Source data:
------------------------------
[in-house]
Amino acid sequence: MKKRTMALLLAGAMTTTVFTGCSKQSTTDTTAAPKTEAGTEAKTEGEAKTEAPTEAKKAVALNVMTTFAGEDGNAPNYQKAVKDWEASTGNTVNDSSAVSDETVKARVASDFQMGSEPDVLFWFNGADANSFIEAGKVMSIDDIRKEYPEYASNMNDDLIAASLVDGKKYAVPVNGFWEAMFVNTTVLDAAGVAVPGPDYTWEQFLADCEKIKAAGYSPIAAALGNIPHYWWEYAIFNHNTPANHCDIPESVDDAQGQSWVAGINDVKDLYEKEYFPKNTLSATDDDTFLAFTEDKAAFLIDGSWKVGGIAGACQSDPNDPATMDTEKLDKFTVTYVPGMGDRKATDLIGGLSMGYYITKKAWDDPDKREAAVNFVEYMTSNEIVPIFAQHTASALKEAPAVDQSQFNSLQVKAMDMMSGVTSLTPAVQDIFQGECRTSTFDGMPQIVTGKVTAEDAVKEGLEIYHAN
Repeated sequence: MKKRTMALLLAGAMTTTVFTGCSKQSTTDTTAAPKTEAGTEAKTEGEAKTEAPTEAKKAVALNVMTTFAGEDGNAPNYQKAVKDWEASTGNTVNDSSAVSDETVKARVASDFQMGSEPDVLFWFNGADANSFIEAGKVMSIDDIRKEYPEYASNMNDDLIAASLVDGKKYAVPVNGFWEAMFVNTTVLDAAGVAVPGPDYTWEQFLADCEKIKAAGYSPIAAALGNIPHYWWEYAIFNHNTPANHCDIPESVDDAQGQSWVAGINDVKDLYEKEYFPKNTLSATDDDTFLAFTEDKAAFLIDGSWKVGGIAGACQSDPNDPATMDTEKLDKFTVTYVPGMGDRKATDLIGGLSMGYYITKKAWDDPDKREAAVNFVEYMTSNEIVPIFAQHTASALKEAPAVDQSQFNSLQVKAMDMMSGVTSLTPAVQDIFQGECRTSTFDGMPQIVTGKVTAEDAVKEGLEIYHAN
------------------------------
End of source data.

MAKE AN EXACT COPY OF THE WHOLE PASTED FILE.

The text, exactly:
[in-house]
Amino acid sequence: MKKRTMALLLAGAMTTTVFTGCSKQSTTDTTAAPKTEAGTEAKTEGEAKTEAPTEAKKAVALNVMTTFAGEDGNAPNYQKAVKDWEASTGNTVNDSSAVSDETVKARVASDFQMGSEPDVLFWFNGADANSFIEAGKVMSIDDIRKEYPEYASNMNDDLIAASLVDGKKYAVPVNGFWEAMFVNTTVLDAAGVAVPGPDYTWEQFLADCEKIKAAGYSPIAAALGNIPHYWWEYAIFNHNTPANHCDIPESVDDAQGQSWVAGINDVKDLYEKEYFPKNTLSATDDDTFLAFTEDKAAFLIDGSWKVGGIAGACQSDPNDPATMDTEKLDKFTVTYVPGMGDRKATDLIGGLSMGYYITKKAWDDPDKREAAVNFVEYMTSNEIVPIFAQHTASALKEAPAVDQSQFNSLQVKAMDMMSGVTSLTPAVQDIFQGECRTSTFDGMPQIVTGKVTAEDAVKEGLEIYHAN
Repeated sequence: MKKRTMALLLAGAMTTTVFTGCSKQSTTDTTAAPKTEAGTEAKTEGEAKTEAPTEAKKAVALNVMTTFAGEDGNAPNYQKAVKDWEASTGNTVNDSSAVSDETVKARVASDFQMGSEPDVLFWFNGADANSFIEAGKVMSIDDIRKEYPEYASNMNDDLIAASLVDGKKYAVPVNGFWEAMFVNTTVLDAAGVAVPGPDYTWEQFLADCEKIKAAGYSPIAAALGNIPHYWWEYAIFNHNTPANHCDIPESVDDAQGQSWVAGINDVKDLYEKEYFPKNTLSATDDDTFLAFTEDKAAFLIDGSWKVGGIAGACQSDPNDPATMDTEKLDKFTVTYVPGMGDRKATDLIGGLSMGYYITKKAWDDPDKREAAVNFVEYMTSNEIVPIFAQHTASALKEAPAVDQSQFNSLQVKAMDMMSGVTSLTPAVQDIFQGECRTSTFDGMPQIVTGKVTAEDAVKEGLEIYHAN